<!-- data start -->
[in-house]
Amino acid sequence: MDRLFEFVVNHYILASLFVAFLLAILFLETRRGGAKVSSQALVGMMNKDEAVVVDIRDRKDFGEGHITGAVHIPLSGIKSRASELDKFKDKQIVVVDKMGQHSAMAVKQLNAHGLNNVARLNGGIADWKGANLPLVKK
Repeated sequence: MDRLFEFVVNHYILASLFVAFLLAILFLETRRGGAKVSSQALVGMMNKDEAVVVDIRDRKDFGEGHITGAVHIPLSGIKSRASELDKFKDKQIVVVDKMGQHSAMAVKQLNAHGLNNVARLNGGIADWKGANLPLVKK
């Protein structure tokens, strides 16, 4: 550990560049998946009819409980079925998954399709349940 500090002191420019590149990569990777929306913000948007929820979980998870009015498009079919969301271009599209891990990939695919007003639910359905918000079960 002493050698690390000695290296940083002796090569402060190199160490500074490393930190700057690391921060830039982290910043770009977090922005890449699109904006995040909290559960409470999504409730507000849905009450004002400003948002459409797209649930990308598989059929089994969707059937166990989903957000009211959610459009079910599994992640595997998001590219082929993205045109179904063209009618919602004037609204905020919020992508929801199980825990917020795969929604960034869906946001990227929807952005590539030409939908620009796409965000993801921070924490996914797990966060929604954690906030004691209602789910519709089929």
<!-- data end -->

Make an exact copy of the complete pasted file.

[in-house]
Amino acid sequence: MDRLFEFVVNHYILASLFVAFLLAILFLETRRGGAKVSSQALVGMMNKDEAVVVDIRDRKDFGEGHITGAVHIPLSGIKSRASELDKFKDKQIVVVDKMGQHSAMAVKQLNAHGLNNVARLNGGIADWKGANLPLVKK
Repeated sequence: MDRLFEFVVNHYILASLFVAFLLAILFLETRRGGAKVSSQALVGMMNKDEAVVVDIRDRKDFGEGHITGAVHIPLSGIKSRASELDKFKDKQIVVVDKMGQHSAMAVKQLNAHGLNNVARLNGGIADWKGANLPLVKK
């Protein structure tokens, strides 16, 4: 550990560049998946009819409980079925998954399709349940 500090002191420019590149990569990777929306913000948007929820979980998870009015498009079919969301271009599209891990990939695919007003639910359905918000079960 002493050698690390000695290296940083002796090569402060190199160490500074490393930190700057690391921060830039982290910043770009977090922005890449699109904006995040909290559960409470999504409730507000849905009450004002400003948002459409797209649930990308598989059929089994969707059937166990989903957000009211959610459009079910599994992640595997998001590219082929993205045109179904063209009618919602004037609204905020919020992508929801199980825990917020795969929604960034869906946001990227929807952005590539030409939908620009796409965000993801921070924490996914797990966060929604954690906030004691209602789910519709089929």